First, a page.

During the pope's homily about Christ's birth, a woman's strong, unexpected contractions began...
Sylwia was not planning to meet with the pope in Częstochowa. At the end of the day, however, she decided to visit the Jasna Góra Shrine because friend Beata really wanted to participate in the Holy Mass celebrated by the Pope. Beata was in her ninth month of pregnancy, but not yet due to deliver.
The friends met in Częstochowa, taking a tram to the central street of the town (named after the Blessed Virgin Mary) where huge crowds had been gathering since dawn. The faithful were anxiously waiting for the most important guest, Pope Francis, who would be escorted by the officers of the Government Protection Office and police patrol cars. Due to Beata’s advanced pregnancy, the two friends did not try to push their way closer to the Jasna Góra monastery, but chose a quiet spot, far from the excited crowd of the pilgrims.
Suddenly, Beata felt a contraction, and then another one, and became anxious. Discussing it with Sylwia, both women decide there is nothing to worry about, that these could be normal Braxton-Hicks contractions, and even if it was a sign of true labor, there would be a lot of time passing between these first contractions and the delivery.
The Holy Mass began. During the first and second readings, Beata felt another contraction. Finally, after the Gospel, the pope’s homily, which they had been waiting for. The pope, referring to the words of St. Paul, spoke about the advent of the fullness of time and about God, who sends His Son, born of a woman.
Beata tried to quip that even Pope Francis speaks about deliveries, but Sylwia was not laughing as her friend was wincing in pain. Beata was no longer listening closely to the sermon because her head was spinning. She shivered to hear Francis’s words — “God comes to us as a child born of a mother” — and thought, this is happening right here and right now! God comes to us in another person! Now! In this baby who wants to be born!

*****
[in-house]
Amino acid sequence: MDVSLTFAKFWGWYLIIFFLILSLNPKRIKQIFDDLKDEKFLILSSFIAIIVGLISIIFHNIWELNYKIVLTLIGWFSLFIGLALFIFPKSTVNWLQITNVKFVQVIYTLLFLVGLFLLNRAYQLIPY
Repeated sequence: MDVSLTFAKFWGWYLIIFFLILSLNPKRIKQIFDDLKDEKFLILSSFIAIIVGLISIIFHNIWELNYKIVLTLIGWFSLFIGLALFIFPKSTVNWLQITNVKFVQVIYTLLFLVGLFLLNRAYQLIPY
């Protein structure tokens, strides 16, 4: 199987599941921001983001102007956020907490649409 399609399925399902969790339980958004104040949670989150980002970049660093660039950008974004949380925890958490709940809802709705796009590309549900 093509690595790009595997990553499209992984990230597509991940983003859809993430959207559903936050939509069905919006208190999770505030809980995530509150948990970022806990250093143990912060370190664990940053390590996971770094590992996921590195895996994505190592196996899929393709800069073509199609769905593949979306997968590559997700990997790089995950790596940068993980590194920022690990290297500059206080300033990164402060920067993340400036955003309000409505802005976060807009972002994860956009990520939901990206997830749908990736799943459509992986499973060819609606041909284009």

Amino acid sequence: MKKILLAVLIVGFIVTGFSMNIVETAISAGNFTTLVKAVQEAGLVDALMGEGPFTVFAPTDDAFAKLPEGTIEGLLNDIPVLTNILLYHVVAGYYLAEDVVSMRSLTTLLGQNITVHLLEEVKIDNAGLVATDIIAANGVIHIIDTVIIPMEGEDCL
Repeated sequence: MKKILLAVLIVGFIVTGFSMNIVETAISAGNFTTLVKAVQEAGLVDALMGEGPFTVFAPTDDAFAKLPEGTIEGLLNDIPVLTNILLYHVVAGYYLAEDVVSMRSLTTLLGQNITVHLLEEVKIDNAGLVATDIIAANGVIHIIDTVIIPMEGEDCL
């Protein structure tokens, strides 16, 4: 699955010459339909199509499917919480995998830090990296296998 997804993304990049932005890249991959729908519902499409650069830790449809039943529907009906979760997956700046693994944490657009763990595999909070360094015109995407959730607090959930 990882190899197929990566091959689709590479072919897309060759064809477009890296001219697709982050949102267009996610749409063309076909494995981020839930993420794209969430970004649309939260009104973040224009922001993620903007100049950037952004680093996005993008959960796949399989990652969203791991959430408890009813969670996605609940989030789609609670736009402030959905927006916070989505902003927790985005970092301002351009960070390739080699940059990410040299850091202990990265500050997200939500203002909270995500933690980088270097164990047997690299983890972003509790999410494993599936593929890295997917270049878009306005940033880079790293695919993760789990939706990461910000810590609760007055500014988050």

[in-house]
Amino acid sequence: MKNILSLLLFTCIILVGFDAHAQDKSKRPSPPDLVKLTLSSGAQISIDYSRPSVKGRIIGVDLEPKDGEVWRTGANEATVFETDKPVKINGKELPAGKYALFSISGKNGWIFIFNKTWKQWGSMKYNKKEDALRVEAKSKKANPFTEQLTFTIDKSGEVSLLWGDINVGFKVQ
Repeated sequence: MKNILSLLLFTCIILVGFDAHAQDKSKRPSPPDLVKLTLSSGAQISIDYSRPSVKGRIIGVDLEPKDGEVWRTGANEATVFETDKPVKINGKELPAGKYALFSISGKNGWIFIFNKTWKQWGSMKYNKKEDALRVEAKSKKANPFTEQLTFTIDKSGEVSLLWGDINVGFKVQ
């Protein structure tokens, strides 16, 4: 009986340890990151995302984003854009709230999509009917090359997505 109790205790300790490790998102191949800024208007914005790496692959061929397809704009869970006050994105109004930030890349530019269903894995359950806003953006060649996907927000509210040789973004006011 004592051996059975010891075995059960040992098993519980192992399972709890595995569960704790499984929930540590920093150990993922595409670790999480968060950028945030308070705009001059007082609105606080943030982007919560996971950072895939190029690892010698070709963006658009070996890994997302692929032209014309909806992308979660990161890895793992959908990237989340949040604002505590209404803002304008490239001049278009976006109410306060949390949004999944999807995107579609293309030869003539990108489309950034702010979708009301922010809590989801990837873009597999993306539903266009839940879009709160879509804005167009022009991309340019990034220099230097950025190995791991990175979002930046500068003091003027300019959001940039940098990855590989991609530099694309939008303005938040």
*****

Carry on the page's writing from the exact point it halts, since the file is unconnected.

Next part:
The friends realized that Beata was fully in labor. Fortunately, an ambulance was waiting nearby. At the sight of a visibly pregnant woman, her face contorted with pain, the medical team immediately recognized what was going on. After a quick examination, they recognized what was going on; after examining Beata they made a decision to head to the nearest hospital.
Reflecting on it all later, Sylwia said, “Normally I am prone to panic but at this time I was filled with so many wonderful emotions that there was simply no time for panic. I kept looking at Beata and at the Image of Our Lady of Jasna Góra, alternately, and thought that the two have come to better understand each other.
“When in the ambulance, we were both joking with the paramedics. I do not remember a single serious sentence. No sweat at all. Beata wanted to delay the ambulance in order to receive Holy Communion yet the doctor suggested that I should do it on her behalf,” recalled Sylwia in an interview with Aleteia’s Polish edition.
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Sylwia stayed near the shrine. As requested by Beata, she received Holy Communion while praying for the safe delivery of the child. She cannot explain how it happened, but the pope learned about the delivery that began during the Eucharist (possibly because he was notified about any the pilgrims hospitalized during his Holy Mass). He asked his spokesperson to tell Beata that he conferred his blessing on her and her newly-born child.
The baby was born in a Częstochowa hospital at 2:31 pm, just a little before the Hour of Mercy, the focus of Pope Francis’ teaching. The parents named her Klara, as planned but — as Sylwia tells us — they also decided to add a second name, Franciszka. “We quipped that the Holy Father should actually be her godfather,” says Sylwia.
Aleteia asked Sylwia how she feels about it all. Was this a miracle for her? A grace? A sign? She laughed and answered, “For me this is an incredible ocean of grace. July 28, 2016 will be a red letter day for me. I will be telling my grandchildren how I went to assist at my friend’s delivery during the visit of Pope Francis in Częstochowa.”
She adds: “I am certain that the whole day was one huge gift from God. He saw that I had been down in the dumps for some time. Yet I did not expect God to offer me such an invaluable present which has transformed me.
“Before leaving Częstochowa, I returned to the main street leading to the shrine and, raising my eyes to look at it, I said out loud with growing thankfulness: Glory be to the Father, and to the Son, and to the Holy Spirit. I kept smiling on my way back home; my heart was full of joy.”
*Sylwia described her incredible adventure on blog na Bosko.pl, where I learned about Klara Franciszka. Fortunately, I was able to interview her for Aleteia.pl :)